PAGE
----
Tuesday’s elections revealed two political parties headed in different directions in Idaho.
For the GOP, the sweep of statewide races was a step in healing wounds opened during a contentious summer. But Democrats’ optimism gave way to the stark reality that they continue to struggle for competitiveness in one of the reddest states in the country.
Republican Sherri Ybarra holds a 5,700 vote lead over Democrat Jana Jones in their race for Superintendent of Public Instruction. It turned out to be the only competitive statewide race.
Democrats had been optimistic that self-funded gubernatorial candidate A.J. Balukoff would unseat Republican C.L. “Butch” Otter. The latest unofficial count from the secretary of state’s office shows the incumbent won by 15 points.
The results run counter to recent polls that showed Democrats faring well in several races.
“It sure did seem like in the late parts of the election cycle that the Republican Party did come together and a lot of votes came home,” GOP Chairman Steve Yates says. “What seemed to be pretty tight races became more of a 10-plus percent breakaway in some places. Through the election, I was concerned about the closeness of races.”
Yates was picked in August to help bridge the gap between moderate and conservative Republicans who spent the previous two months bickering.
So does the resounding win mean Idaho’s GOP is fixed? Yates says not necessarily.
“When you’re dealing with party work – and especially a big, super-majority party – you’re always going to have constant gardening,” Yates says. “I think that’s just a fact of life. But I think that the results, hopefully, will serve as somewhat of a salve in that it was a big night to be a Republican.”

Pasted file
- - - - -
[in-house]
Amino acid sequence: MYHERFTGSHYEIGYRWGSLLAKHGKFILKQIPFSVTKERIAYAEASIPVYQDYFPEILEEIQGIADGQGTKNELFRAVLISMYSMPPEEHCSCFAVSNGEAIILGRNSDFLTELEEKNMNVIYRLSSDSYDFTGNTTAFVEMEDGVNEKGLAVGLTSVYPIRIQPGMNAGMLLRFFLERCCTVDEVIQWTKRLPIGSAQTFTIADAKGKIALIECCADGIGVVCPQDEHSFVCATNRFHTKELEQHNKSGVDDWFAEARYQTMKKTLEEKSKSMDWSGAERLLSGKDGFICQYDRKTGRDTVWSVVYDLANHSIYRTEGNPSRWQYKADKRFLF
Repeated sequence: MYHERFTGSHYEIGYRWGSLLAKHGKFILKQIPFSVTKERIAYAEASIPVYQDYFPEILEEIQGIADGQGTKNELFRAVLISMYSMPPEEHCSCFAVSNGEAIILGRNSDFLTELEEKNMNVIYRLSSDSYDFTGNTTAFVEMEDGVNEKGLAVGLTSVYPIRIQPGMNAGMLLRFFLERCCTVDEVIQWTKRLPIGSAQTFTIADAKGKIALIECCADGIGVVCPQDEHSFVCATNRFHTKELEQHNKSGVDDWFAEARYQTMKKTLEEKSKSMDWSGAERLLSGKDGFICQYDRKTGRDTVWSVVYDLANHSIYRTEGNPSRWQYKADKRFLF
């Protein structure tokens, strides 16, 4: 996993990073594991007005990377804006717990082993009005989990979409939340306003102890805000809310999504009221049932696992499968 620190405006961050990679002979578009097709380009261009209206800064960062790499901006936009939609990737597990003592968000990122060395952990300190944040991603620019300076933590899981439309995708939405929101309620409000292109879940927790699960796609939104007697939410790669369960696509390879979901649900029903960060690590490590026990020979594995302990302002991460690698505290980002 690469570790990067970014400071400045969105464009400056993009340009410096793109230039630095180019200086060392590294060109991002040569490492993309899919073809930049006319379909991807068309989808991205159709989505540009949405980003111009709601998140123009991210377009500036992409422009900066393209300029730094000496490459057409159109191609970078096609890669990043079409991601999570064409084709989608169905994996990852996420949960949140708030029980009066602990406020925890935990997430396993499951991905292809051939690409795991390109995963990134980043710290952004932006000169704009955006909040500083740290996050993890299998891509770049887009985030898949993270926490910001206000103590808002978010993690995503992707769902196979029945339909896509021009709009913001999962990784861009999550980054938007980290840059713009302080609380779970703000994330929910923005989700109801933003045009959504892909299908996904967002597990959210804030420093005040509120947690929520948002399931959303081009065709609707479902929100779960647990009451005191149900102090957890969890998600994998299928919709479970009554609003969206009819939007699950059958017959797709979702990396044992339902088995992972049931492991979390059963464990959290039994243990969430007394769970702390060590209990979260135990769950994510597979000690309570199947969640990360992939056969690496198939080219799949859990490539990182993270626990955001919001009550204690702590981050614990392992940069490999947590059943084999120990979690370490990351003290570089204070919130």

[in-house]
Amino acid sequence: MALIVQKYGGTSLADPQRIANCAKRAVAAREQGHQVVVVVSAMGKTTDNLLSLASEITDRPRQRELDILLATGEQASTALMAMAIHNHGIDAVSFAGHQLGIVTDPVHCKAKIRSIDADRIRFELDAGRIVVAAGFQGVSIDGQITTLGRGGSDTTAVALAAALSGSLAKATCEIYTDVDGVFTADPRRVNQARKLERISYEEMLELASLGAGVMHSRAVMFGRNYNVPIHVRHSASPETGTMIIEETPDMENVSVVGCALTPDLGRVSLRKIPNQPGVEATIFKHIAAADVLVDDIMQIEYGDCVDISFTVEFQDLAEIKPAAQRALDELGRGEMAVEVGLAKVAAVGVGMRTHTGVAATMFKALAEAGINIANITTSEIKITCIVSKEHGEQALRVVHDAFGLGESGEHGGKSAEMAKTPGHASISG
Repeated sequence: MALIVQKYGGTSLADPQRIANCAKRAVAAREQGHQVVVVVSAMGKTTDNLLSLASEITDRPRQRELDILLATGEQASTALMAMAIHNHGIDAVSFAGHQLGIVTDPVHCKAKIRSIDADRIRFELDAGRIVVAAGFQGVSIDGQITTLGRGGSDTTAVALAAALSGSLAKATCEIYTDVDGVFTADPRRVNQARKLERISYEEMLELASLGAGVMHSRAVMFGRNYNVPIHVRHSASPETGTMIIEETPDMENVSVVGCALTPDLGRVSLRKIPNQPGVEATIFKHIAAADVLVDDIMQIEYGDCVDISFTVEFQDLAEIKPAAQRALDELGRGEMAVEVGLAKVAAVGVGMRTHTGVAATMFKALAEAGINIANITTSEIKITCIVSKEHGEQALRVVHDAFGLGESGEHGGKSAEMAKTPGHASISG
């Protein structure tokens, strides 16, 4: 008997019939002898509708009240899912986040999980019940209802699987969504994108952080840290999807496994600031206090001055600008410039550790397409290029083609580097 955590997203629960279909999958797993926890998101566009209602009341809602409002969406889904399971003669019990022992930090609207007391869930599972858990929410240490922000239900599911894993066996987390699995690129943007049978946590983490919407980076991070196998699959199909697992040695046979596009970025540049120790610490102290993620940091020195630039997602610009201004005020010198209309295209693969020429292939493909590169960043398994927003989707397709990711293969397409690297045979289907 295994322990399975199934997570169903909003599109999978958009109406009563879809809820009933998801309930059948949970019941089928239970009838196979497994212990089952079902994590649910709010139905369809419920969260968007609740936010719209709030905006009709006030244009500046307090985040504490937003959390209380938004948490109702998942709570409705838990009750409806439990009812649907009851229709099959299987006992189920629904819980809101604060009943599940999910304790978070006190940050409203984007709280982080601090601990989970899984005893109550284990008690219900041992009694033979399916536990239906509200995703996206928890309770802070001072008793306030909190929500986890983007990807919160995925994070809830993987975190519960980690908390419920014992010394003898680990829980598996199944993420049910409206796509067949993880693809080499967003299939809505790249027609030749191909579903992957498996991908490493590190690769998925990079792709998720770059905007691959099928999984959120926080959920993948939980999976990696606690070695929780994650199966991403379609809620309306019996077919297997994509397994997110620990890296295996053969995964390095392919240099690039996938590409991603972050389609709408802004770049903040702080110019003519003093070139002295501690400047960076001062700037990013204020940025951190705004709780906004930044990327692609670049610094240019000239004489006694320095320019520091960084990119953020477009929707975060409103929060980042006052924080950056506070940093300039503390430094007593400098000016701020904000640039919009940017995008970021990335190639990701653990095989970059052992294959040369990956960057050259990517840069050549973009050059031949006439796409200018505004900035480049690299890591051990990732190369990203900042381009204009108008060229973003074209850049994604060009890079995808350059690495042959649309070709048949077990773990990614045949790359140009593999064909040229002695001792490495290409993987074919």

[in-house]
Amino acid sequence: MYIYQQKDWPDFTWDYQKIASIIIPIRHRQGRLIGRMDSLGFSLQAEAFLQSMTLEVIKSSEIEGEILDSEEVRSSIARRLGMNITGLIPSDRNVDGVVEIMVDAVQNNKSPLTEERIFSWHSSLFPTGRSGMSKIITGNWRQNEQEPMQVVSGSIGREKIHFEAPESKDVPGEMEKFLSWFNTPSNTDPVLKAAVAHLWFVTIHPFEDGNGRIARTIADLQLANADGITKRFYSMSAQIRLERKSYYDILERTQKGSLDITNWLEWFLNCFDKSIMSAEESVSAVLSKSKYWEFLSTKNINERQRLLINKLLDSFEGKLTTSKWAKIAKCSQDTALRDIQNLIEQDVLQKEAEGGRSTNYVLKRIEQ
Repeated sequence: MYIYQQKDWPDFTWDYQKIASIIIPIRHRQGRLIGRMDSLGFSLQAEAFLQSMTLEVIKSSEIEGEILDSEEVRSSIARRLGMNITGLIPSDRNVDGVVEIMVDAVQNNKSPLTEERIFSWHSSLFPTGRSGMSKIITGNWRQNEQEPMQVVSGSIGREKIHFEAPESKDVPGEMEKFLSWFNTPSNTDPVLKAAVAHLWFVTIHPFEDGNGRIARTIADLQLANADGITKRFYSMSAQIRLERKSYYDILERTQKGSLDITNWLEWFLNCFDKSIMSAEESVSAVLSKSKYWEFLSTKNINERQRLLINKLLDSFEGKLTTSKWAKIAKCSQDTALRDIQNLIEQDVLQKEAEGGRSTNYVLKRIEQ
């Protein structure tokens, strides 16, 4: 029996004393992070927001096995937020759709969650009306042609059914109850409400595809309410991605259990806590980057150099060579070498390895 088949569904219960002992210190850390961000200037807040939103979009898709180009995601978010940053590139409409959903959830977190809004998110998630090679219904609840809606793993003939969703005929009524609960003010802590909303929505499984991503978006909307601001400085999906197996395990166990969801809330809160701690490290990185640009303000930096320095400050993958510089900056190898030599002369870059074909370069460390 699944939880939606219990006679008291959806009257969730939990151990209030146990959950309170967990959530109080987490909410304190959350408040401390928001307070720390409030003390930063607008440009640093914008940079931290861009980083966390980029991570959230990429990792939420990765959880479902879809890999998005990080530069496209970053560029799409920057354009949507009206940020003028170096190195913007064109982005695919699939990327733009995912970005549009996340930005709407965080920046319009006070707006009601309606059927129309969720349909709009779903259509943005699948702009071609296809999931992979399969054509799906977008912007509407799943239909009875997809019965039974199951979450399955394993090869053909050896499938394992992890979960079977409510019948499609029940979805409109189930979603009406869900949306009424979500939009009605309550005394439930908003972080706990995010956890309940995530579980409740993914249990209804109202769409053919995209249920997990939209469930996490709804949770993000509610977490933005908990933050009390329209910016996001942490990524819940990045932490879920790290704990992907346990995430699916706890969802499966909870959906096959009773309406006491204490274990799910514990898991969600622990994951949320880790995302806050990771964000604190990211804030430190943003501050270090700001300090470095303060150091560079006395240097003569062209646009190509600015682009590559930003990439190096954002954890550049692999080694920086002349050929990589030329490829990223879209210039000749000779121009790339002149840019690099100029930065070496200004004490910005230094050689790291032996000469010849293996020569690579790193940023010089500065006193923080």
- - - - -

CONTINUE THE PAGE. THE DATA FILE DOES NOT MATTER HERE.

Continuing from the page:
For Democrats, the results lead to another election cycle of wound-licking and self-examination. Boise State University political scientist Dr. David Adler says the losses sting more than usual, given the party’s optimism over candidates like Balukoff and secretary of state contender Holli Woodings.
“It’s clear this is a political culture that is going to be very difficult for Democrats to dent without making some wholesale changes,” Adler says. “The reality is it's going to be left to party leaders to redevelop and reformat the position of the Democratic Party on some of these key issues.”
Adler says the election is not a total loss for Democrats. He thinks the party’s push on education issues will result in policy changes in the Republican-led Legislature.
“It’s not a hallow victory,” he says. “If you can shape policy when you’re in the minority party, that’s very significant.”
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